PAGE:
What to say to people in Stage 3?
If people in stage two are irritable and angry, people in stage three is the complete opposite, they are vulnerable and sad. You should go for something like he/she was a great man/woman and remember some scene that proves this fact. This will break the guilt scheme and put the focus back in the loss instead of what could have been done to prevent it.
Stage 4: Depression
This stage might involve some crying and also typical things like comparing the way they mourn or cry to others. Guilt in the shape of I am not crying enough or others grieve heavier than me. The people going through this phase suffer the void and, when you feel void, there are no words to describe it. Since language doesn’t make it that far, sometimes all these people need is a big hug and a pat in the back.
What to say to people in Stage 4?
While you are giving them that big hug, try to whisper everything is going to be OK into their ears. You can also go for He/she would have liked us to remember him/her with a smile and try to make them change their mood for a bit.
Stage 5: Acceptance
You can think of acceptance as the final stage of grieving and you would be right. The only thing you have to bear in mind is that it is not a stage that everyone reaches. Acceptance requires not only a long time but also some professional help to help those grieving actually getting there. In fact, many people get stuck in anger or denial for decades.
What to say to people in Stage 5?
In this stage, you can use a phrase like He/she was a great man/woman and look for a smile in remembering those who passed in their times of greatness instead of their lows.
How to Give Words of Comfort on Anniversary of Death
Selecting an appropriate poem
A nice touch would be to recite or pen a poem on a note. I suggest that you don’t use the same popular poems that are always used.
Instead, choose a suitable poem that truly reflects your relationship and is unique.
To help you with this I have a guide that contains over 250 poems and today you can get these for only $16.00. Just Click Here.
How to Give Words of Comfort on Anniversary of Death
We went through the different stages of grieving and now it is time to go through some more general tips that can help you cope with any and all scenarios.
Use your imagination
This is the number one tip in this case: use your imagination! If you show up with a handful of catchphrases people are going to think you don’t really feel what you are saying. If you turn the situation around, and someone who is close to you comes with an enter a generic grief phrase here kind of statement, you will feel them far and cold.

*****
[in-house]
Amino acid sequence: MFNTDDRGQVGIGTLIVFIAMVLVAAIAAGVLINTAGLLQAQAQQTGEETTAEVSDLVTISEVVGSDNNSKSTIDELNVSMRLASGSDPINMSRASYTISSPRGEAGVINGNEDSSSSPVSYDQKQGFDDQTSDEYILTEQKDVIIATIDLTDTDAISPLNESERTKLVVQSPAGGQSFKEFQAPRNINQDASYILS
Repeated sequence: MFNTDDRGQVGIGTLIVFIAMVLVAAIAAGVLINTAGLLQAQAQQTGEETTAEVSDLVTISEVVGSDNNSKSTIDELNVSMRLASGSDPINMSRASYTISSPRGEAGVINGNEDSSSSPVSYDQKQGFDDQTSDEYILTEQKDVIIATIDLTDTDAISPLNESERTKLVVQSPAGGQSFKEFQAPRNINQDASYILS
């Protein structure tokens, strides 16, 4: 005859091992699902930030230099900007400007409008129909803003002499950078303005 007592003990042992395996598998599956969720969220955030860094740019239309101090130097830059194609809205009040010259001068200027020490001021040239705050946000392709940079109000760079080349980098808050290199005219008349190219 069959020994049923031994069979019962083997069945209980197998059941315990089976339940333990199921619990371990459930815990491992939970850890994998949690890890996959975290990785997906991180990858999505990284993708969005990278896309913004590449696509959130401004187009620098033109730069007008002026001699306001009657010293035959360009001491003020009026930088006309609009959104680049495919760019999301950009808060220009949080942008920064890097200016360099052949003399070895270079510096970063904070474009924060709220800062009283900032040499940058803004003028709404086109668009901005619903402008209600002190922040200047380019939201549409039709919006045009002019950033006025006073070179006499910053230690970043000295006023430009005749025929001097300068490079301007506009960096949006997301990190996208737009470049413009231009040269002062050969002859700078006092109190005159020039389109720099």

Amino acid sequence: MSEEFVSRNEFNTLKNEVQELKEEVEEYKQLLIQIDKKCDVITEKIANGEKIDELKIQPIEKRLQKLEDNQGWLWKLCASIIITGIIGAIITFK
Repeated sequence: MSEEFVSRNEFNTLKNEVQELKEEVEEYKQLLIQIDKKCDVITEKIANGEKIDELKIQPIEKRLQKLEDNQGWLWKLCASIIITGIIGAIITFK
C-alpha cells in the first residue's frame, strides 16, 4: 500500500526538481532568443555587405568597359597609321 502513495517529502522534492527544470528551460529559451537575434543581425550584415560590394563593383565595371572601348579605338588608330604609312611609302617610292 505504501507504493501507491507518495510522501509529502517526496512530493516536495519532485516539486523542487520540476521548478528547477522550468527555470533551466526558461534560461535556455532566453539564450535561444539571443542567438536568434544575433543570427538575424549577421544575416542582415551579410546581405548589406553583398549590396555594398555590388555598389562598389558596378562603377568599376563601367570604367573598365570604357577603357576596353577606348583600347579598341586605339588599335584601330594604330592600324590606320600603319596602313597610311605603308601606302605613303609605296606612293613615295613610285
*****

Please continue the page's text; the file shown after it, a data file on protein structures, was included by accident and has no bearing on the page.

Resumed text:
So, use your imagination and come up with a phrase tailor-made for the person you are talking to, especially if they are close to you.
If you knew the person, throw in some personal stuff
If you knew the person who passed away well, try to throw in some personal stuff. Beautiful anecdotes, nice moments, talents and other such memories can accompany your phrase like no other thing. The closer to a personalized comfort sentence you get, the more meaningful it’ll be for the person you are trying to comfort. Don’t be afraid to be too personal, it is what they need in that moment.
Is saying nothing worse than saying a common-place thing?
This is a good way to put into perspective what you should do in this kind of scenario. Sometimes, the fact of just being there means more than a million words. For some of us, the fact that the people who love us stop their lives to be physically present can mean the world. On the other hand, if you show up and hug this person from the bottom of your heart and then open your mouth to say something like I am very sorry for your loss, you’ll throw everything away in a nano-second.
So yes, saying a common-place thing is worse than not saying anything at all. As long as you show up and are physically present accompanying the hard moment of this person, you can remain silent and help them anyways.
Grieving is a long process and learning to say words of comfort on anniversary of death is something that can be useful for the rest of your life. Knowing the stages of grieving will help you understand what the other person is going through and hence, how to use your empathy to help him or her.
Don’t be afraid to be personal and more importantly: be there. Sometimes a gesture is worth a million words.